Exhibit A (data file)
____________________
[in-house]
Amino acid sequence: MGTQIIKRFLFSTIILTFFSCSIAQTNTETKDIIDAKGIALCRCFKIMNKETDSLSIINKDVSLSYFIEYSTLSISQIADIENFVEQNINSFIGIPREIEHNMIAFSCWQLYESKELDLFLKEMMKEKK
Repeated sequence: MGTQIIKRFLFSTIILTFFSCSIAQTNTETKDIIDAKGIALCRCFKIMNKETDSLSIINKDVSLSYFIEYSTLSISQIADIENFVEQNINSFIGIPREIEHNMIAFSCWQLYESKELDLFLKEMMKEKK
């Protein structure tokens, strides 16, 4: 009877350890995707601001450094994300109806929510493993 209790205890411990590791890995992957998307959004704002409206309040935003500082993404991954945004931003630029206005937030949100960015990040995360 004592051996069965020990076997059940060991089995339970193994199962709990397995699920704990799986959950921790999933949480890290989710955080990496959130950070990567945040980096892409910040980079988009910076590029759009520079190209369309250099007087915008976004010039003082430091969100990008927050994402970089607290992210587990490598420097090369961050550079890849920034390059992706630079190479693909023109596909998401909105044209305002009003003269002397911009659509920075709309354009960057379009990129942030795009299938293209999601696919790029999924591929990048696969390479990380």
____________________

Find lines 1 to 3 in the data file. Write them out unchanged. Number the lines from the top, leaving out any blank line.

[in-house]
Amino acid sequence: MGTQIIKRFLFSTIILTFFSCSIAQTNTETKDIIDAKGIALCRCFKIMNKETDSLSIINKDVSLSYFIEYSTLSISQIADIENFVEQNINSFIGIPREIEHNMIAFSCWQLYESKELDLFLKEMMKEKK
Repeated sequence: MGTQIIKRFLFSTIILTFFSCSIAQTNTETKDIIDAKGIALCRCFKIMNKETDSLSIINKDVSLSYFIEYSTLSISQIADIENFVEQNINSFIGIPREIEHNMIAFSCWQLYESKELDLFLKEMMKEKK